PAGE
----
Trucking companies are competing for big contracts at the expense of their staff, a truck driver's union has warned.
It says the companies are competing for tenders by forcing drivers to accept low pay rates and long work hours.
First Union secretary for transport Jared Abbott said a lot of drivers were working at least 70 hours, the maximum hours allowed per week.
"We see it a lot where people are pushed to break the logbook rules or to breach health and safety in some way.
"Their scared - rightfully so - for their livelihoods to test it and we see it a lot with quite reputable companies where people do test it, they get shafted."
Police figures show in the year to June 2018 2665 logbook or worktime offences were recorded and 6885 speeding tickets were issued.
Driver behaviour offences, including dangerous and reckless driving, were clocked at 3157. That figure doubled from five years ago.
Mr Abbott said a lot of that was to do with pressure on drivers to complete long runs in short times, often operating on minimal sleep.
He said the root cause of this had a lot to do with the contract the firm held and the promise to complete the job at a low price.
"It's competitive things by any company being able to come into the industry, undercut good paying companies by employing drivers willing to work for less whether they're less experienced or migrants which drives wages down in general and makes it harder for good employers to win contracts."
Road Transport Forum chief executive Ken Shirley said without regulation firms would progressively cut corners and end up competing unfairly through non-compliance.
He said overloading, speeding and breaching the worktime rule were all serious road safety issues but they also had a commercial impact on the vast majority of operators who are compliant.
"They effectively subsidise the ones who cut the corners because they are winning contracts unfairly by taking shortcuts and that's unacceptable."
Graeme Trask has driven trucks for 34 years.
The Wellington driver said it was a good job, so long as you stood up for yourself.
"There's a lot of bullying going on in this particular industry and there's basically instances where dispatchers or managers are saying well if you don't like the job bugger off go somewhere else."
He said he did not bow to pressure to work long hours but knew many did not have that luxury.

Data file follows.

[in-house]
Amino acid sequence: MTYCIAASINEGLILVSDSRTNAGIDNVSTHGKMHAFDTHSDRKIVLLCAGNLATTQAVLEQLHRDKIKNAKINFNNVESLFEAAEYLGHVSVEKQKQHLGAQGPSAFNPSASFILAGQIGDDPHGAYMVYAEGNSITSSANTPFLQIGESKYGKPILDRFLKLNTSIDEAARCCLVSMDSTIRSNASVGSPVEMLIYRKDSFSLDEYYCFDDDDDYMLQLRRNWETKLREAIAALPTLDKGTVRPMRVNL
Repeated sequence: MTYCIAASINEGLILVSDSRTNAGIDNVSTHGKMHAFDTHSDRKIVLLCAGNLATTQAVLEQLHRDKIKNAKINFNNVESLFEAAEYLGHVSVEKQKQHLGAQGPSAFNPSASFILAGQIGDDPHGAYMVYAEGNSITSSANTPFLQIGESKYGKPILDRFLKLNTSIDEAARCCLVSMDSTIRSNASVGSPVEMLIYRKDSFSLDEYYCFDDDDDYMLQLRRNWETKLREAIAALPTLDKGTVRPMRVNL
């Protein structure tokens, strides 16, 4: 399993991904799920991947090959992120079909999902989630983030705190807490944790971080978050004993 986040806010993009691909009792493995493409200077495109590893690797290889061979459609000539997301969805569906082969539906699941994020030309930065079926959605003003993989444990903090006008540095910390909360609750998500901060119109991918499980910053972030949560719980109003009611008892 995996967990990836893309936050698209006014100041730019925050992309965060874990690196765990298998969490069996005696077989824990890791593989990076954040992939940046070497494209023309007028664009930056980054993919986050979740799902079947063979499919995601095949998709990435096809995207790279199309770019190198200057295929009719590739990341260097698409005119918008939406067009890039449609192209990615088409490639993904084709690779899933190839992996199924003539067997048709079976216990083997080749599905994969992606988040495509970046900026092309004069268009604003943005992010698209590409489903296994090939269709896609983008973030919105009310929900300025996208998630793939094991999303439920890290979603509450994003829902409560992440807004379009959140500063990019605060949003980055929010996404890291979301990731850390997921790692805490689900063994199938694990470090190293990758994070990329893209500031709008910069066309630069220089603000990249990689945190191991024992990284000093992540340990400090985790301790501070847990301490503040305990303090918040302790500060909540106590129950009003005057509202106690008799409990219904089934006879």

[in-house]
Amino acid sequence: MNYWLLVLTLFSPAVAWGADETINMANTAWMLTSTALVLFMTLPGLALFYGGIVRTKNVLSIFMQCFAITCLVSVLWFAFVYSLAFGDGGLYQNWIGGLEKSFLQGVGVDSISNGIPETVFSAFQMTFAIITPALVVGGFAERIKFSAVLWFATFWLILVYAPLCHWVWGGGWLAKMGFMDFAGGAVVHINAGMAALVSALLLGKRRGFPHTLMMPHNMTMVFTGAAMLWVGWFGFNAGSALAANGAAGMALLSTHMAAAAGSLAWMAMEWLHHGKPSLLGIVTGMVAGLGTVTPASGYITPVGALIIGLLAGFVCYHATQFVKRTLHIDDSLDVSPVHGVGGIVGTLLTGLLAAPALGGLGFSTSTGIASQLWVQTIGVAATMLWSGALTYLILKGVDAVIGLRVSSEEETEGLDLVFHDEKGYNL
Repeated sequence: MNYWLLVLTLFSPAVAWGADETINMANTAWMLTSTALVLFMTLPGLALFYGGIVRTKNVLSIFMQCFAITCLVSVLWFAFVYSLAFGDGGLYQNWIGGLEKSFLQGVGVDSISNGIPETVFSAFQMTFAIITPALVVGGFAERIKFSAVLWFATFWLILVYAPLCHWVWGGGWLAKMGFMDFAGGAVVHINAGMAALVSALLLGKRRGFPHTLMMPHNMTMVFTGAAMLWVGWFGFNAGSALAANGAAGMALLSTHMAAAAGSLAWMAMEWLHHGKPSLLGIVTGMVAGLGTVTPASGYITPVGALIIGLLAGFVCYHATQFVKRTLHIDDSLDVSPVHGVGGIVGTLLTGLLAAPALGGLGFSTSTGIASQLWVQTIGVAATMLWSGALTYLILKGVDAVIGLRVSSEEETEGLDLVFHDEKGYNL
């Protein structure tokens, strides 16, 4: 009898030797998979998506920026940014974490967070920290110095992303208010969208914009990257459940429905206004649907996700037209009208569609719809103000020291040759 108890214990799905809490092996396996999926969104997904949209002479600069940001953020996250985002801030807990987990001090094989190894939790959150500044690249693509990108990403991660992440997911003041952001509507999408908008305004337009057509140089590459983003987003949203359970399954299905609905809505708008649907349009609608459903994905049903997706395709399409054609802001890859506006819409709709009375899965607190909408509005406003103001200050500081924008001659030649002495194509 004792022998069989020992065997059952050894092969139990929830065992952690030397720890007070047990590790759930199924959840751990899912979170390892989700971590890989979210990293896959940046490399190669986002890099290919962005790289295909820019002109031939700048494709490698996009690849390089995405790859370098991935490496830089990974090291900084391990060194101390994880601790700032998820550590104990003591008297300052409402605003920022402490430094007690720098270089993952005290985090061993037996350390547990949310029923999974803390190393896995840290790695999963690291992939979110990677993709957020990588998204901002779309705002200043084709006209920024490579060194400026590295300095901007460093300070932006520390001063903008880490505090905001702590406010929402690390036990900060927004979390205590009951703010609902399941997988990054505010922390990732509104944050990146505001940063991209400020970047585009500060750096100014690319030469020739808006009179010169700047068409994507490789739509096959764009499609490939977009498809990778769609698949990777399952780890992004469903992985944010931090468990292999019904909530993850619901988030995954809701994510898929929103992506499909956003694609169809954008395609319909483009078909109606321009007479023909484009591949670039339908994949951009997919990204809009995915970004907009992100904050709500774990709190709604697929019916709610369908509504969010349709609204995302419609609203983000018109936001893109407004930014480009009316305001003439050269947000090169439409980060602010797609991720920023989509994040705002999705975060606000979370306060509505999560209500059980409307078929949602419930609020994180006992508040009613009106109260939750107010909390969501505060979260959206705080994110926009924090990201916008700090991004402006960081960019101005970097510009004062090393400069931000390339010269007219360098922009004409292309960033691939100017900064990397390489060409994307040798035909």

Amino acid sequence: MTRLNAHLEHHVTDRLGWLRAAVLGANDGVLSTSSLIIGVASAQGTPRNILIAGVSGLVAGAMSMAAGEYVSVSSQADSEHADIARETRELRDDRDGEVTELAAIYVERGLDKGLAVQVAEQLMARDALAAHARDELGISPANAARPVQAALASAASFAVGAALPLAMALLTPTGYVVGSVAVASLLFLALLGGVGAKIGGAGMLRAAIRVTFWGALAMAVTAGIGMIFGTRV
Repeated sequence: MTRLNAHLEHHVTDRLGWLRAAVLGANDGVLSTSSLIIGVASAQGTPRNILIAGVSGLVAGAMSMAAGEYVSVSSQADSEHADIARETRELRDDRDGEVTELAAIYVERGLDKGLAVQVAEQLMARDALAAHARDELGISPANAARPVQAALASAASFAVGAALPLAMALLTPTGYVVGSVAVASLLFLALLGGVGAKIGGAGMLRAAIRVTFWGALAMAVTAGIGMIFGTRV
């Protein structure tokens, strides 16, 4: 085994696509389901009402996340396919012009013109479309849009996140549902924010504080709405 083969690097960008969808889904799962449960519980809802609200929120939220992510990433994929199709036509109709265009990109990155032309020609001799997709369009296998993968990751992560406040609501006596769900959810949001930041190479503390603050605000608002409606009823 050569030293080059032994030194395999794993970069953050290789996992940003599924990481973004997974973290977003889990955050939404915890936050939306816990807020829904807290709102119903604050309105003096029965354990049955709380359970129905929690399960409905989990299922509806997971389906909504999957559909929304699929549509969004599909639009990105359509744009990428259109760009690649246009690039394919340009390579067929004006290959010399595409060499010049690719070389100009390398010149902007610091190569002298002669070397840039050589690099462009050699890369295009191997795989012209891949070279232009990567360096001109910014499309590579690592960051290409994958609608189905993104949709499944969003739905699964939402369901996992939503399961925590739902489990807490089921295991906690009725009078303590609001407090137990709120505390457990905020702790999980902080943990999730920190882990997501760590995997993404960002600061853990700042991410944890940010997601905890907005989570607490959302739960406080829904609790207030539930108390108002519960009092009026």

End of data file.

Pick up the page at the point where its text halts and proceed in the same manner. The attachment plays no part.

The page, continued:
"They don't want to cause a fuss, they think my job might be on the line and they can't afford to [lose it] because they've probably put themselves in a position, where they've got a mortgage and a family to provide for."
Mr Abbott said those least likely to speak out were owner-drivers a lot of who were migrants, who had bought a truck in order to ensure they'll would always be employed.
He said owner-driver contracts could be brutal.
"They'll have restrictions in their contract that means they can't work for any other company.
"You don't have to buy a job but if you're an owner-driver you almost have to buy your own contract you then have to have all the branding and the uniform.
"And just no protections under the Employment Relations Act at all, so if your remuneration drops below the minimum wage there's no avenue for you to be able to resolve that."
Mr Trask said having an industry standard that set a baseline remuneration depending on what class of licence is held would be a practical first step in making the industry fairer.
He said trucking used to be an industry workers were proud to be in, and it was an industry he enjoyed, but he saw the gaps and said until something changed he wouldn't recommend it to anyone.
"There's always gonna be those people who have a fascination with driving and just want to be a truckie and just get out there but we all go to work to earn a living and we have to make sure that we're earning a living and it's a fair and reasonable wage.
"At the moment I don't see it as fair and reasonable."